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The Water Soldier (stratiotes aloides), sometimes called 'Water Aloe', is a member of the family Hydrocharis, so is closely related to the Frog-bit (hydrocharis morsus-ranae) and also to the Canadian water weed, Elodea Canadensis, and to other Elodeas. It is an interesting plant which has numerous tough, sword-shaped (hence the common name) leaves forming a rosette. In a large specimen the leaves can be 2' (60cm) long, but are usually smaller. It may be rooted but is usually free floating. The roots, which can be up to 40 inches (1 metre) long, when free-floating, enable it to balance in an upright position in the water. The leaves are serrated at the edge so sharply that it's advisable to handle it with care!
In winter, the buds sink, coming to the surface in spring. However, the plant often doesn't seem quite sure whether to sink or float, rising and falling at at various times. For instance, after flowering it forms fruits. Presumably these are heavier then water, for at this time the plant sinks.
Since the plant likes hard water, it can get encrusted with lime. If so it will sink! This is, in part at least, the mechanism which causes it to sink in autumn as growth slows. In spring the new growth is lighter than water, so the plant rises.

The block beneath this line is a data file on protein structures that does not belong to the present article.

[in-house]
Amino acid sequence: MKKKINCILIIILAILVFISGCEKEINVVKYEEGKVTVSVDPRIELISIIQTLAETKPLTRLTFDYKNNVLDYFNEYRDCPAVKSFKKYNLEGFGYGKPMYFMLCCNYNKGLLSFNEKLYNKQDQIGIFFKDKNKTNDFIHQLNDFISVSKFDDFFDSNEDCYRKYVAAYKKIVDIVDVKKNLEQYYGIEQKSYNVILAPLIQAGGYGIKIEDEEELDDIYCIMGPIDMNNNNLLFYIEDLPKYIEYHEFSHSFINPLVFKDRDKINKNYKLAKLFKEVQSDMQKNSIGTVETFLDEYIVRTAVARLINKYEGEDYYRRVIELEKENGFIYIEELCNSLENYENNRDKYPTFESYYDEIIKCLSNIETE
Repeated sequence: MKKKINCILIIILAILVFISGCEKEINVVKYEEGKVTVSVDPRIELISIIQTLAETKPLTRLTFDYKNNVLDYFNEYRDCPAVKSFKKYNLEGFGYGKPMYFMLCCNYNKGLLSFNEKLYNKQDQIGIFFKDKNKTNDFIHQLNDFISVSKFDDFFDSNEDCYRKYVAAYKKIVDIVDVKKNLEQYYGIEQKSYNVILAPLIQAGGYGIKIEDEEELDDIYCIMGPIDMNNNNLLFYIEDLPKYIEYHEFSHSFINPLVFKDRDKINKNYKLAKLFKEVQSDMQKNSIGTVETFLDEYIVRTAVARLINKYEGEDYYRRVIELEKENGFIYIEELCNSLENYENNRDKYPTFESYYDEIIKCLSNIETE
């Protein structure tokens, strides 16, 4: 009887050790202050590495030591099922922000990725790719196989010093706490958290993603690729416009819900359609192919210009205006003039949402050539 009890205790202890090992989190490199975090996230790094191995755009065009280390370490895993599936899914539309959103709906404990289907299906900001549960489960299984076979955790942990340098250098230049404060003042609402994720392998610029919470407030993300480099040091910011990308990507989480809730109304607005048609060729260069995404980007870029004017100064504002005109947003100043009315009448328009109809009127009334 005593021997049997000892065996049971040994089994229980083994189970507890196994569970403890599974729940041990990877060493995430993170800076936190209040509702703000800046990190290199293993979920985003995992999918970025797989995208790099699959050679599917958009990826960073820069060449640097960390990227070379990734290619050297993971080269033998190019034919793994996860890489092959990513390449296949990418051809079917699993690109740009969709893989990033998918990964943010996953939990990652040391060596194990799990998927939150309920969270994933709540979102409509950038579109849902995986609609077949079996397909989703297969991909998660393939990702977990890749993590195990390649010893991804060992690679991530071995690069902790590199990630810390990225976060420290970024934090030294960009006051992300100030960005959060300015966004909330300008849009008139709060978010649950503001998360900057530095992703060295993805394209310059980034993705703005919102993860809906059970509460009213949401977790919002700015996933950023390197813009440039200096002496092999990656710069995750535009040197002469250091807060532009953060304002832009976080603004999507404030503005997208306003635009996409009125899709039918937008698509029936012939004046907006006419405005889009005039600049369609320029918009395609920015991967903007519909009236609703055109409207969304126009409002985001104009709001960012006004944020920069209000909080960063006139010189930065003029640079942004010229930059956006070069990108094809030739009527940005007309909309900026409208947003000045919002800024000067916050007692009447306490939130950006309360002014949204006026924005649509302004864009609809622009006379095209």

It can be quite difficult to grow. In fact Gunther Sterba in 'Aquarium Care' says that it's only possible to grow it in outdoor tanks.
However my father-in-law has, in Cambridge, a small pond where it grows profusely. The parent I took from a pond in Epping forest, where it had probably been introduced. It is not very common in the wild. We have tried seeding some of Cambridge's ponds without success.
In mid October 2003, I put a winter bud (or turion) into my aquarium (at about 26°C) and it has duly started to grow, as the picture shows.
The Water Soldier likes hard water (it's a calcophile) and Cambridge has hard water. My aquarium is partially rain water, so softer than the local water - which may explain the colour of my specimen in the photo. Normally they are a lot darker green. This is a young one, grown from a turion I placed in the tank about 6 weeks before taking the picture. It's about 20cm in diameter.
The soldier has continued to grow and is doing very nicely: it's now some 10 weeks after adding the bud. The soldier is some 40cm in diameter and has two runners with smaller plants on them.
The single parent, although the largest in the tank, is now one of a bunch of five: the tank is only 4 feet long and is getting distinctly overgrown. However the water soldiers are flourishing. Imminent removal of some of them is necessary!
Many decorative aquarium plants that are sold commercially do not last this long and have to be replaced, so I would say that the water soldier is distinctly a successful aquarium plant! It also has the big advantage that it shows very little tendency to algae to grow on it! However - it does get big so is certainly not suitable for small aquariums!
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